A servant leader shares power, puts the needs of employees first, and helps people develop and perform as highly as possible. Not only is this leadership style grounded in ethics and empathy, it has proven to create a more productive, collaborative, and successful workplace.
For example, take John Robert Lewis, who in 1958, wrote a letter to Dr. Martin Luther King Jr. In response, he received a round-trip bus ticket to Montgomery, Alabama. Upon his arrival, the 18-year-old Lewis was taken to First Baptist Church and ushered into King’s office. This meeting sparked a relationship that would see numerous arrests, jailings, and severe beatings in a joint effort to obtain equal rights. Lewis went on to achieve great things with the guidance of King, who was a servant leader. Due to King’s influence, Lewis became a prominent figure in the American civil rights movement and served as a United States congressman, thus inspiring a new generation of servant leaders.
As the story above demonstrates, servant leadership is an infinite loop of positive influence that develops strong leaders by serving the needs of others first. The power of servant leadership lies in its ability to inspire and empower individuals to reach their full potential, fostering a culture of trust and sustainable growth.
In this article, learn the definition of servant leadership, how it compares to traditional leadership, examples of successful servant leaders, and why this philosophy benefits company success.
- Servant leadership is a leadership philosophy that prioritizes the needs of the team, employees, or followers over the self-interest of the leader.
- This style of leadership promotes empowerment, trust, empathy, and ethical decision-making, with the goal of creating more socially responsible organizations and communities.
- Servant leadership flips the conventional leadership hierarchy upside down, where the leader exists to serve the people rather than the other way around.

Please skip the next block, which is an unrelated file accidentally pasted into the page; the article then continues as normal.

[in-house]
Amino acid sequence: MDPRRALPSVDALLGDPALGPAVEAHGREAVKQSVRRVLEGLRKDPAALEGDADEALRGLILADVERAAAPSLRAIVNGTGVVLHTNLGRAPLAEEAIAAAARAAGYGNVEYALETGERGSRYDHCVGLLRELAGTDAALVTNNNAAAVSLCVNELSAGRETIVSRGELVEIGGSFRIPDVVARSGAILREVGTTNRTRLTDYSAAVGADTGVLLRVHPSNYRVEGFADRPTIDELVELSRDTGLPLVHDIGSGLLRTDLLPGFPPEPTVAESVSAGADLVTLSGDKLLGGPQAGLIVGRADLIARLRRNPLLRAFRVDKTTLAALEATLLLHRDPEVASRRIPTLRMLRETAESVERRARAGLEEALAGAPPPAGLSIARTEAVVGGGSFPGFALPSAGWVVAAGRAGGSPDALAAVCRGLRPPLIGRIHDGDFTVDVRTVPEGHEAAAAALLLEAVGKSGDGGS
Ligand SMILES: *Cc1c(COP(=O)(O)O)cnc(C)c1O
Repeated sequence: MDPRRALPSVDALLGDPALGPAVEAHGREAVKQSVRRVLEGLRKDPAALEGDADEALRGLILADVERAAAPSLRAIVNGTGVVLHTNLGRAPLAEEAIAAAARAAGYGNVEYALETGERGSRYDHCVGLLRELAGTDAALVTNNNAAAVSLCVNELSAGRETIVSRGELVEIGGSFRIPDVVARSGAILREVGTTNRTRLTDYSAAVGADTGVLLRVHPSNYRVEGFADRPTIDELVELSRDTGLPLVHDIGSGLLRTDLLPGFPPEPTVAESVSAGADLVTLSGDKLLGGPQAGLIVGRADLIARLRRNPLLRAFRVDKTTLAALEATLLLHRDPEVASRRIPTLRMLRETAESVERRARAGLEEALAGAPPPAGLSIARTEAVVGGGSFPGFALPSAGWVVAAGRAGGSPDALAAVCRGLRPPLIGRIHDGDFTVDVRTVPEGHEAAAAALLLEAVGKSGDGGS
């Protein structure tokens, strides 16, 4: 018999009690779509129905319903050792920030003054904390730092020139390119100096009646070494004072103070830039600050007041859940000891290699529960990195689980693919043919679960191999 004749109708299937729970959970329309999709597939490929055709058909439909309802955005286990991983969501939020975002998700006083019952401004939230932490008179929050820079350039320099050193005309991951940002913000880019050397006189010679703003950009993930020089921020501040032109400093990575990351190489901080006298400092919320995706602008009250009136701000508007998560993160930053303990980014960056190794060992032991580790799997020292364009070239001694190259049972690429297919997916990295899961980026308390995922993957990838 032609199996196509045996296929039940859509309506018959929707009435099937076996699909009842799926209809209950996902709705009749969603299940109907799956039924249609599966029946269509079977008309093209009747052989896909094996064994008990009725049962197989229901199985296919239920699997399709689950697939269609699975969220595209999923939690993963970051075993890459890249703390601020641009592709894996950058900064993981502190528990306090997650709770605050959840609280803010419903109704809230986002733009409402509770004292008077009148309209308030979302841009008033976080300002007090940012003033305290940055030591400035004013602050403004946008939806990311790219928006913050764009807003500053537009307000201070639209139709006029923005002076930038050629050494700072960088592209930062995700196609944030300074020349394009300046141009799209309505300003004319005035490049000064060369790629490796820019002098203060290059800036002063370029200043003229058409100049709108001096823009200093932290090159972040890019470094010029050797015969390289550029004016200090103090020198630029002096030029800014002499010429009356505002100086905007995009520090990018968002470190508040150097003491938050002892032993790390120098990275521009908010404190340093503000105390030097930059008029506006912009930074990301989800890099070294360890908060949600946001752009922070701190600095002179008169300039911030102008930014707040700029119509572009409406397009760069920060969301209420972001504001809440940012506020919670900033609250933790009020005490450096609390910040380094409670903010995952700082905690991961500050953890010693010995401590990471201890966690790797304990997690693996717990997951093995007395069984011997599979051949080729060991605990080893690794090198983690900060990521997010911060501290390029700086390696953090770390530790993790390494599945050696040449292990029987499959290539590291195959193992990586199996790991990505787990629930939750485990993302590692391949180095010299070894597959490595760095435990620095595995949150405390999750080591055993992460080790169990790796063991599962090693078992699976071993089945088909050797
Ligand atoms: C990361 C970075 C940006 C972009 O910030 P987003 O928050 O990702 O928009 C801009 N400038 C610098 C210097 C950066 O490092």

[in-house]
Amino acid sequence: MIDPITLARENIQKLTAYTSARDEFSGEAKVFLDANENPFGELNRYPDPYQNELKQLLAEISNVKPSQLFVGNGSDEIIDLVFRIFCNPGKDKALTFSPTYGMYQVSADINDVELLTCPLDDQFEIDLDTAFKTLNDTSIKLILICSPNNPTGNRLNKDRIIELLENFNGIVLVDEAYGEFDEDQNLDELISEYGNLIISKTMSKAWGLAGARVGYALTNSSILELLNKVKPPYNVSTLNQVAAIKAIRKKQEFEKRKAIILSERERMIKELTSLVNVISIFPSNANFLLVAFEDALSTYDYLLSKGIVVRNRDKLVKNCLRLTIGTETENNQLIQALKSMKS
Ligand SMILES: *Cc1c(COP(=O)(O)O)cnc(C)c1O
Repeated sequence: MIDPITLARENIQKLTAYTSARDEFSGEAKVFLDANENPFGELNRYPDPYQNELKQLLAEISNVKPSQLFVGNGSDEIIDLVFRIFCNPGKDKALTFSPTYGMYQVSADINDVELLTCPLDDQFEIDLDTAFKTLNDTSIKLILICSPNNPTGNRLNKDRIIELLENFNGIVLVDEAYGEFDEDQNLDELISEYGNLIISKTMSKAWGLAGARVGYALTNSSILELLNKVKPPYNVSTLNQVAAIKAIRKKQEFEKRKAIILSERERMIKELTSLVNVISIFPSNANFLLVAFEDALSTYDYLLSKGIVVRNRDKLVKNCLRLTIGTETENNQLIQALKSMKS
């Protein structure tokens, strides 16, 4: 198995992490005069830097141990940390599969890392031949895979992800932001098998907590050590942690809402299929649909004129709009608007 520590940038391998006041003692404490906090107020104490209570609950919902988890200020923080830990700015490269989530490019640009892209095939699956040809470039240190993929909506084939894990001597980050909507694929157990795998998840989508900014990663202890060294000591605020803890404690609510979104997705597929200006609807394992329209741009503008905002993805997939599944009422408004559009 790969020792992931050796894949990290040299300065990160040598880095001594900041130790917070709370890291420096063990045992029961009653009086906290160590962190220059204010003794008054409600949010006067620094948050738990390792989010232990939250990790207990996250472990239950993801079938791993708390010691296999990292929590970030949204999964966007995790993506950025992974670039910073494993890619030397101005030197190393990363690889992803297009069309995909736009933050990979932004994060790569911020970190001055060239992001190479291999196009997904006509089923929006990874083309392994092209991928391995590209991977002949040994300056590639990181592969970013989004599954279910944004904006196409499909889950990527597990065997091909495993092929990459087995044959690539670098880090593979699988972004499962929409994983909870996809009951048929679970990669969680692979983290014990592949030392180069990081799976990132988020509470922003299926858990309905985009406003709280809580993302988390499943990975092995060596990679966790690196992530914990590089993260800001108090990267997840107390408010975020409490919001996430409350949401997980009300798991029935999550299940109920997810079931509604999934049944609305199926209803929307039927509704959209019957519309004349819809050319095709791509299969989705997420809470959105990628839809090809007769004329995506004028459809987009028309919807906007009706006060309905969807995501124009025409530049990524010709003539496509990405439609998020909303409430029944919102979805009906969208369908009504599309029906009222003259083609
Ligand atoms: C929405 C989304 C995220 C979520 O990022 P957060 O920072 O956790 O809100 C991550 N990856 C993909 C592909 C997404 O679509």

- Robert K. Greenleaf first coined the term “servant leadership” in his essay “The Servant as Leader” in 1970. He believed that true leaders are service-driven and focused on helping others rather than being motivated by power and authority.
- Companies thrive under servant leaders because they promote employee engagement and satisfaction, foster greater collaboration, uphold ethical business practices, empower and develop employees, and contribute positively to communities and society.
What Is Servant Leadership?
Servant leadership is a philosophical concept in which people establish a leadership role not through traditional top-down power structures, but by serving with the innate desire to fulfill their team’s and community’s needs.
Servant leadership flips the conventional leadership hierarchy upside down. Instead of people working to serve the leader, the leader exists to serve the people. When leaders shift their mindset to serve first, they unlock purpose and ingenuity in those around them, leading to higher performance and engaged, fulfilled employees.
Those who practice this leadership style multiply leaders by positively influencing those they serve and fostering consistent development in their followers. For this reason, it is an infinite learning process that produces maximum influence and impact, making it one of the best leadership styles.
A 2019 systematic review published in The Leadership Quarterly indicates that servant leadership has demonstrated better follower outcomes by 12% when compared to transformational leadership, 6% when compared to ethical leadership, and 5% when compared to authentic leadership.
The report measured outcomes related to:
- Positive behavior
- Task performance
- Team performance
Greenleaf and “The Servant as Leader”
“The servant-leader is servant first . . . It begins with the natural feeling that one wants to serve, to serve first. Then conscious choice brings one to aspire to lead . . .”Robert Greenleaf, “The Servant as Leader”
The concept of servant leadership was first coined by Robert K. Greenleaf in “The Servant as Leader,” an essay that he first published in 1970.
Greenleaf spent 38 years working for AT&T, rising to the ranks of Director of Management Development. During his career, he noticed a negative shift in business culture and realized that although people desired to be in a leadership role, they didn’t have it in their hearts to serve others. Because of this, businesses started lacking integrity, operated with poor ethics, and began negatively impacting their employees and customers.
Greenleaf believed true leaders were service-driven executives and managers, not those motivated by power and authority. Through his writings, he continued fueling the movement for ethical and positively influential business practices by teaching leadership qualities and calling servants to action.
The 10 Principles of Servant Leadership
Servant leadership is a philosophy and set of practices that enrich the lives of individuals, build better organizations, and ultimately create a more just and caring world.
Greenleaf, who first coined the term, discussed the key principles of servant leadership, which have been identified as the following:
Servant leaders practice active listening with their team members and facilitate constructive conversation. They value their input and feedback and are responsive and attentive to their concerns and needs.